Cambridge Catalog  
  • Your account
  • View basket
  • Help
Home > Catalog > The Magical Imagination
The Magical Imagination
AddThis

Details

  • Page extent: 308 pages
  • Size: 228 x 152 mm
  • Weight: 0.63 kg

Library of Congress

  • Dewey number: 133.4/30942091732
  • Dewey version: 23
  • LC Classification: BF1622.E5 B45 2012
  • LC Subject headings:
    • Magic--England--History
    • City and town life--England--History
    • HISTORY / Europe / Great Britain.--bisacsh

Library of Congress Record

Add to basket

Hardback

 (ISBN-13: 9781107002005)

In stock

$113.00 (C)

This innovative history of popular magical mentalities in nineteenth-century England explores the dynamic ways in which the magical imagination helped people to adjust to urban life. Previous studies of modern popular magical practices and supernatural beliefs have largely neglected the urban experience. Karl Bell, however, shows that the magical imagination was a key cultural resource which granted an empowering sense of plebeian agency in the nineteenth-century urban environment. Rather than portraying magical beliefs and practices as a mere enclave of anachronistic 'tradition' and the fantastical as simply an escapist refuge from the real, he reveals magic's adaptive and transformative qualities and the ways in which it helped ordinary people navigate, adapt to and resist aspects of modern urbanization. Drawing on perspectives from cultural anthropology, sociology, folklore and urban studies, this is a major contribution to our understanding of modern popular magic and the lived experience of modernization and urbanization.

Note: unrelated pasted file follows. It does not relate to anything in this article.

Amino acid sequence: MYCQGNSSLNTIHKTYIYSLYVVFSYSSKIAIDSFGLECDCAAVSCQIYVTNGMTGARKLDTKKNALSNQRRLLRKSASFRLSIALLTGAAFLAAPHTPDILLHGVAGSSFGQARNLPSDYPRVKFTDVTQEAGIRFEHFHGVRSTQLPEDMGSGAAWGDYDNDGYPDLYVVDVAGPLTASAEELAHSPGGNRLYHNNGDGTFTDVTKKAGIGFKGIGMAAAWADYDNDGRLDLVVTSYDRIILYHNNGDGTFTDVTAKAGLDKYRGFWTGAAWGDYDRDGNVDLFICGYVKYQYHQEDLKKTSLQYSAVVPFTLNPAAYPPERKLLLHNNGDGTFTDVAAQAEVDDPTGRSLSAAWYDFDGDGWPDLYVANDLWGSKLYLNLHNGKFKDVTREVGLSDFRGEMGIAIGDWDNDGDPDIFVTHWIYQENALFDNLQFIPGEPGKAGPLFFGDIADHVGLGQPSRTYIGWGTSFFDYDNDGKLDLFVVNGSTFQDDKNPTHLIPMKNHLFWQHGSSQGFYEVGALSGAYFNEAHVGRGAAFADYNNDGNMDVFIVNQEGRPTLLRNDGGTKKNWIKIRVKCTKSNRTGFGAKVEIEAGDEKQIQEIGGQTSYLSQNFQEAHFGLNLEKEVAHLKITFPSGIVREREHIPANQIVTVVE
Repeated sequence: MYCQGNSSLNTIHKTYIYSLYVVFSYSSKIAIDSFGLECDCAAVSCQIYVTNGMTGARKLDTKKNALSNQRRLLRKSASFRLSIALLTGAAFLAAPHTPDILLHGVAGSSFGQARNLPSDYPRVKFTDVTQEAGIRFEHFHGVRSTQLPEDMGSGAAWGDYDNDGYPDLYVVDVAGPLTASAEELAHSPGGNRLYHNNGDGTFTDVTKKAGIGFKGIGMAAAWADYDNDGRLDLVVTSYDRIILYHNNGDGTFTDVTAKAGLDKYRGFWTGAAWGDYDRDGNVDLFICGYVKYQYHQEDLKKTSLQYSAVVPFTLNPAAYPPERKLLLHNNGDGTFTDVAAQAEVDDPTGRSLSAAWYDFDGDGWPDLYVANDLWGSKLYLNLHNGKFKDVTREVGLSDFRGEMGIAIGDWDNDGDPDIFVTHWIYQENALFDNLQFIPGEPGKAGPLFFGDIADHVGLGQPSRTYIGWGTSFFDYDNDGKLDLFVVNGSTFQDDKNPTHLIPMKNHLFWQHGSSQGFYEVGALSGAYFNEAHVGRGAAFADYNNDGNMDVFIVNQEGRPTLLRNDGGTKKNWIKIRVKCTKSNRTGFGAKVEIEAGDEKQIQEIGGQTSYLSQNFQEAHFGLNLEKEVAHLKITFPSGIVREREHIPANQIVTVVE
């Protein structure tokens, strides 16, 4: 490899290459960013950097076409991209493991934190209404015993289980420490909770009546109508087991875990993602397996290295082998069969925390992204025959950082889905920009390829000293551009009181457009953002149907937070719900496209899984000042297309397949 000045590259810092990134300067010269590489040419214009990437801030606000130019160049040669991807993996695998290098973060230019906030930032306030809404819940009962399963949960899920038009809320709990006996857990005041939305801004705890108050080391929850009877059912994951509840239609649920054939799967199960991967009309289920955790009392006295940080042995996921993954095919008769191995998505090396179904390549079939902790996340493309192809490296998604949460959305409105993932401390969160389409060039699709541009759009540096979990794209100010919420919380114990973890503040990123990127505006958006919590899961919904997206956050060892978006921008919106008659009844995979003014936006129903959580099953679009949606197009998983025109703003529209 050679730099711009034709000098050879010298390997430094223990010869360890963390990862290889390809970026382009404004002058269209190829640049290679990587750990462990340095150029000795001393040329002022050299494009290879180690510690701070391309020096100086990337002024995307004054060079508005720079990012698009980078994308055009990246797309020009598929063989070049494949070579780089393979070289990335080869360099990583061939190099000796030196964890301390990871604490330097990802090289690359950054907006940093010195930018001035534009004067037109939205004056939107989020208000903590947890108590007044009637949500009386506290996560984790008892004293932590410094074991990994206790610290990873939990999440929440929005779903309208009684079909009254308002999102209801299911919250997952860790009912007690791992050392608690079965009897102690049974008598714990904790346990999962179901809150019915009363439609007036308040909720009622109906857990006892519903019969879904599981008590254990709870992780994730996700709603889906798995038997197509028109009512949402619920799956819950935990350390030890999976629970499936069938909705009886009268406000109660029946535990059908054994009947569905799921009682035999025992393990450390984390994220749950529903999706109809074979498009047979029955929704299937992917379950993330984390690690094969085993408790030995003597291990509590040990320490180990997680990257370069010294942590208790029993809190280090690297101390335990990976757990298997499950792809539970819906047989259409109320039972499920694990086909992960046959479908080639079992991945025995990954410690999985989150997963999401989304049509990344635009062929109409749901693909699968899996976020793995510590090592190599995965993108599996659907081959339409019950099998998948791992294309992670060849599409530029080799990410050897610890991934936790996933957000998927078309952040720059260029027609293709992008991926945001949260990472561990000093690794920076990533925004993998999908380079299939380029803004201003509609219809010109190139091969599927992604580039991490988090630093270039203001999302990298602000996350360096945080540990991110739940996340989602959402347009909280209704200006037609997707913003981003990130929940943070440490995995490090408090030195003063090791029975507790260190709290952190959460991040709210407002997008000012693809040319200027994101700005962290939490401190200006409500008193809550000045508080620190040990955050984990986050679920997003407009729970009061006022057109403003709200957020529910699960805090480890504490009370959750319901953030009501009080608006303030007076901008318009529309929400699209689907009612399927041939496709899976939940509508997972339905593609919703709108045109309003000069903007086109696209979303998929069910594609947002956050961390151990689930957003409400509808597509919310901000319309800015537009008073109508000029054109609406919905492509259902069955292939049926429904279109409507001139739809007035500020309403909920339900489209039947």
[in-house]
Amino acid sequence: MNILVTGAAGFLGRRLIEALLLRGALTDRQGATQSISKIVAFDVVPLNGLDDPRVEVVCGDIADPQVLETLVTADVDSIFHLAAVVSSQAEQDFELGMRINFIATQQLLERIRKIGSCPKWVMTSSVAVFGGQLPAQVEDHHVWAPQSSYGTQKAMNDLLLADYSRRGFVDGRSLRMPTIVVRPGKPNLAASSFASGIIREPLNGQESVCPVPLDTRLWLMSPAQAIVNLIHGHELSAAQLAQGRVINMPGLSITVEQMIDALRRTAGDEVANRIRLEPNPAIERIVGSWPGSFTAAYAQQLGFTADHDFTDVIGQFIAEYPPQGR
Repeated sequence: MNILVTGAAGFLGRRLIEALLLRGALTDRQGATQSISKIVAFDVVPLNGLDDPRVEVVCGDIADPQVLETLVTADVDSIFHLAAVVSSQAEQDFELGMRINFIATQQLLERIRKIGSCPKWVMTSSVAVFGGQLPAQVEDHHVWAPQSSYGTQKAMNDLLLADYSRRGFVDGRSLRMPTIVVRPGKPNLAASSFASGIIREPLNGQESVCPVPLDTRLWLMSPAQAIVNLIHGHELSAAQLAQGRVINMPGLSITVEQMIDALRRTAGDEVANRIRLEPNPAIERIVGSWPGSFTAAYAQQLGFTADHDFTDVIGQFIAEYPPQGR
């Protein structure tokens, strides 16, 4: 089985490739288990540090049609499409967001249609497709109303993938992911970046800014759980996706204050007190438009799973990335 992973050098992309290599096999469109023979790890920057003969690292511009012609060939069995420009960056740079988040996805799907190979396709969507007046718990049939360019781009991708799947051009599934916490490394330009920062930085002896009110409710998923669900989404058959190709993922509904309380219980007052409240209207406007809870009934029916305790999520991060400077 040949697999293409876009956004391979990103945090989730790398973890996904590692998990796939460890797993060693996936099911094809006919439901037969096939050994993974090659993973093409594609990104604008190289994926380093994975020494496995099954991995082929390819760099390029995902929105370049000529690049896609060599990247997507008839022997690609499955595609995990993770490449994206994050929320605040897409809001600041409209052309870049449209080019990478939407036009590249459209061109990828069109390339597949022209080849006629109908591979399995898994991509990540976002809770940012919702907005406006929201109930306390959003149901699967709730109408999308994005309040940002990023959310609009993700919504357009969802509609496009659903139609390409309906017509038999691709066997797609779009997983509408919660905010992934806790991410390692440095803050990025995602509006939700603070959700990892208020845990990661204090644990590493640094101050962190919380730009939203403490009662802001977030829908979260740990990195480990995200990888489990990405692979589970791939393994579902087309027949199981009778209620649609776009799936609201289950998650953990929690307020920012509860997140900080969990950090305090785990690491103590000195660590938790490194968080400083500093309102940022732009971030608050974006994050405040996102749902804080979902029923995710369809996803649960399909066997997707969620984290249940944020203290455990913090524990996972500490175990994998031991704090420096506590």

Contents

Introduction: the magical imagination; 1. Constructing the magical imagination; 2. Transformation of the magical imagination; 3. Magic, modernity, and the middle classes; 4. Urban orientation: the gendering of magical mentalities; 5. Urban communal formation and protest; 6. Magical memory mapping; Conclusion.

Reviews

"… an important reassessment of cultural history that explores the democratization, transformation, and persistence of magical beliefs."
Jason Marc Harris, The Journal of British Studies

"This is a rich and evocative book, which, if the reader can forgive the occasional descent into social science jargon … should be required reading for any student of folklore, and will [be] of great value to anyone interested in the history of Manchester, Norwich or Portsmouth, or urban history, psychogeography or related topics."
John Rimmer, Magonia Online

'Karl Bell’s The Magical Imagination offers further insights into what has become a vibrant field of enquiry, exploring the flourishing of magic in three British cities during the long nineteenth century. … The Magical Imagination offers multiple approaches that researchers in diverse fields will find useful.' Justin Sausman, British Society for Literature and Science (www.bsls.ac.uk)

printer iconPrinter friendly version AddThis